History Of Water Purification

History Of Water Purification

The history of water purification or filtering is very much connected to the history of water itself. As the population grew, water becomes highly contaminated which led to the emergence of the need for pure, clean drinking water. Although the evolution of the best water purifiers took ages people did realize its importance of it.

Source: Wikipedia (Mural painting of Galen and Hippocrates, from the 12th century. The latter designed a rudimentary water filter)

According to Wikipedia, Ancient Sanskrit and Egyptian writings document practices that were followed to keep water pure for drinking. The Sushruta Samhita (3rd or 4th century CE) specified various methods, including boiling and heating under the sun. The text also recommends filtering water through sand and coarse gravel. Images in Egyptian tombs, dating from the 15th to 13th century BCE depict the use of various water treatment devices. Hippocrates conducted his own experiments in water purification. His theory of the four senses of humor of the body led him to believe that the maintenance of good health required that the four senses of humor be kept in balance. He recommended that feverish patients immerse themselves in a bath of cool water, which would help realign the temperature and harmony of the four senses of humor. Hippocrates believed that water had to be clean and pure and he designed a crude water filter to “purify” the water he used for his patients. Later known as the “Hippocratic sleeve,” this filter was a cloth bag through which water could be poured after being boiled.

It is also worthy to note that civilizations thrived only around water and much of the war that was fought between the tribes of pre historic men were issues related to water. In modern times, concerns over water quality remain supreme. Over the years, scientists have discovered more and more contaminants in fresh water sources, and these same scientists have noted a strong correlation between drinking water contamination and many significant health problems. Due to the rampant impurity of water and the crucial, physiological need for clean, fresh drinking water, several treatment alternatives have emerged throughout the history of water treatment.

The first record of experimentation in water filtration, after the blight of the Dark Ages, came from Sir Francis Bacon in 1627. Hearing rumors that the salty water of the ocean could be purified and cleansed for drinking water purposes, he began experimenting with the desalination of seawater. Using a sand filter method, Bacon believed that if he dug a hole near the shore through which seawater would pass, sand particles (presumable heavier than salt particles) would obstruct the passage of salt in the upward passage of the water; on the other side of the hole would then provide pure, salt-free water. Sadly, his hypothesis did not prove true, and Bacon was left with salty, undrinkable water. His experiment did mark rejuvenation in water filter experimentation. Later scientists would follow his lead and continue to experiment with water filtration technology (Source: historyofwaterfilters.com)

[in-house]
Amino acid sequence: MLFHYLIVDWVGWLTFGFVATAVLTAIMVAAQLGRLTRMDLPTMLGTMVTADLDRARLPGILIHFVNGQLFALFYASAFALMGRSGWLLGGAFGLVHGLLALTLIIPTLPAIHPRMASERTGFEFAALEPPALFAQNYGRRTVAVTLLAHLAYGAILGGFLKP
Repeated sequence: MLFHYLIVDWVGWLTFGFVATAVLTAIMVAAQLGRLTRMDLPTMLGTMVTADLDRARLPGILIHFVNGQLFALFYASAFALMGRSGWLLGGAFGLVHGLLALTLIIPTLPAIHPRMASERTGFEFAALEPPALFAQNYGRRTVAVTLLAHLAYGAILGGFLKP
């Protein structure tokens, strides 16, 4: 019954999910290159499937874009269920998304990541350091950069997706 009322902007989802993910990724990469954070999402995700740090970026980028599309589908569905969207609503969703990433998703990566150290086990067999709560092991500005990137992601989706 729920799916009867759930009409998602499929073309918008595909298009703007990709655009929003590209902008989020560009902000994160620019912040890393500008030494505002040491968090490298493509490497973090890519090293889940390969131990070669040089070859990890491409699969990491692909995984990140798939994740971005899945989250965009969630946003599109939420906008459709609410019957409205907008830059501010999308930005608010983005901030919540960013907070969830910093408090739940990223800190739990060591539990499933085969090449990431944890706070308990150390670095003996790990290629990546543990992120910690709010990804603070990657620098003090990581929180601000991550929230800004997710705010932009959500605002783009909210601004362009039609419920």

The evolution of water purifiers has been captured in depth by India Water Portal. Extracts of which are given below.

Chlorination Of Water | One of the earliest methods of water purification was to add chlorine in the water. Chlorine releases hydrochloric acid, which reacts with the microorganisms and kills them. However, due to its negative effect on health as well as its ineffectiveness to kill certain types of protozoa, this technique lost popularity paving the way for other purifying techniques.

Dive into The World of Water Purifiers: Unveiling the Most Popular Water Filters

  • Active Carbon filter
  • Bio Sand Filter
  • Ultra Violet (UV) Filters
  • Reverse Osmosis Filters

1. Active Carbon filter

This kind of filter is used to purify soluble gasses such as chlorine, carbon monoxide, nitrogen, ammonia, and organic material like dead algae, leaves or any other dead thing washed into a water body. The porous nature of the carbon (charcoal) helps to absorb chlorine and pollutants such as pesticides. Generally, household carbon filters come with a lining of activated silver that kills bacteria.

2. Bio Sand Filter

It is a concrete or plastic box that is filled with layers of sand and gravel, which removes pathogens (micro-organisms in water that make us sick) and suspended solids from contaminated water. Water is poured into the top of the filter and collected in a safe storage container. The organisms which cause infection.

3. Ultra Violet (UV) Filters

UV light (minimum level radiation) is passed on the water to kill bacteria and other microbes by attacking the DNA in cells. These filters remove pesticides by up to 99%. This filter is effective in removing all types of pathogens but it is not effective for removing suspended particles, chemicals, taste, smell or colour. It can purify approximately 2000 liters/day.

4. Reverse Osmosis Filters

Reverse Osmosis (RO) system offers a multi-stage filtration of water by combining active carbon and also particle filtration. Here, the tap water is made to pass through a membrane (a polymer film) that has very small-sized pores and this weed out minerals and micro-organisms in water. The impurities collected are then flushed out through an outlet pipe. An RO water purifier improves the taste of water. RO filters are recommended for places where the problem with the water is its high content of dissolved minerals.


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